Alex Ferguson and referee selection: too many coincidences?
It is a well known fact that
human behaviour is modified by rewards and punishments, therefore in order to
have a fair system of refereeing it is vital that all referees are treated
equally and objectively when it comes to assessing their performances. It
is also vital that for a referee selection process to be free from bias, it has
to be pretty random and free from outside influence. Unfortunately the PGMO's
referee selection and assessment process, run by Mike Riley, is flawed,
subjective and highly subject to outside influence. Mike
objectivity and biashas
been called into question by managers in the past.
Yet another blatant example of
Sir Alex Ferguson having an obvious influence on referee selection has reared
its ugly head this week. Chris Foy, who refereed Manu's defeat to
Tottenham, has been bizarrely demoted to a League 2 game this weekend, his
first League 2 game since 2006. Obviously our friends at the FA deny
this is a 'demotion' and claim it is just part of his normal refereeing
rota. Alex Ferguson insulted the refereeing after the game and should
have been charged by the FA, instead Alex Ferguson appears to have got his own
way yet again.
If one looks back at referees who have dared allow Manchester United to lose
games in recent years, there is a clear trend of great concern after these Manu defeats. Alan Wiley refereed United’s 4-1 loss to Liverpool in 2009 and in that
game, he gave both United and Liverpool penalties and sent off Nemanja Vidic.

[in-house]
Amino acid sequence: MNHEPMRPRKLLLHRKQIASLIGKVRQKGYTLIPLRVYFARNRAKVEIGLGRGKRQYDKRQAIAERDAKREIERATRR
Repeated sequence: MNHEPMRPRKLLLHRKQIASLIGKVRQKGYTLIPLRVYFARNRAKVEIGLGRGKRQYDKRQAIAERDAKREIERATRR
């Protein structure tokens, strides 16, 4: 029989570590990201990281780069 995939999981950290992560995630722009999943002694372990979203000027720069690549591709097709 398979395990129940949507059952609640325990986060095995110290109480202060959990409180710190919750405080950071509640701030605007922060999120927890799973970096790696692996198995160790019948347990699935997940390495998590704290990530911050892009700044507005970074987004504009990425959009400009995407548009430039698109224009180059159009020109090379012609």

All 3 decisions were reasonable and Wiley was praised by Sky TV co-commentator
Andy Gray for his performance; not even Ferguson complained. Later that
year, Wiley was given another United game to referee and despite sending off
Kieran Richardson of Sunderland, Wiley was lambasted by Ferguson for being “fat
and unfit”. The game ended 2-2. That would be the end of Wiley’s
refereeing career. Wiley, it says cryptically on his Wikipedia page, “agreed to
retire” at the end of that season. Agreed with whom? No one knows.
season, Manchester City romped to a 6-1 win at Old Trafford, inflicting on their
rivals their biggest embarrassment under Ferguson. The referee on that day was
Mark Clattenburg. He sent Johnny Evans off in the second half for a clear
professional foul. There have been 34 Man United league games since that
day and Clattenberg has not refereed a single one of them. The same absence of United fixtures after refereeing a United
defeat is common to Martin Atkinson and Chris Foy as well. There are
also some otherremarkable
coincidences after the refereeing of United defeats.
Whether there is rank corruption or just biased decision making as a result of dodgy processes is open to question, however what is clear is that the referee selection procedure and system is far too open to influence and consequently bias. Untold Arsenal's statistical analysis of referee performances show this is now beyond significant doubt. Manchester United have far too much influence within the game and on referee selection, and this is consequently giving them an unfair advantage over their competitors. Referees like Howard Webb know that it is career dynamite to be favourable to Manu with one's decisions making, while it is career death to dare to upset Sir Alex with a defeat.
The PGMO is not fit for purpose, it is simply not good enough that the richest league in the whole of the world has such a hidden and subjective method of selecting referees for games. We have seen in many other countries including in Italy how just a bit of influence on this process can result in massive bias, this appears to be happening under our very noses in the Premier League. The silence of the media is one of the most worrying aspects of this, journalists are either scared of the ability of Ferguson and Manu to end their careers, or they are more involved than we know, either way the world's 'greatest' league is beginning to stink of corruption.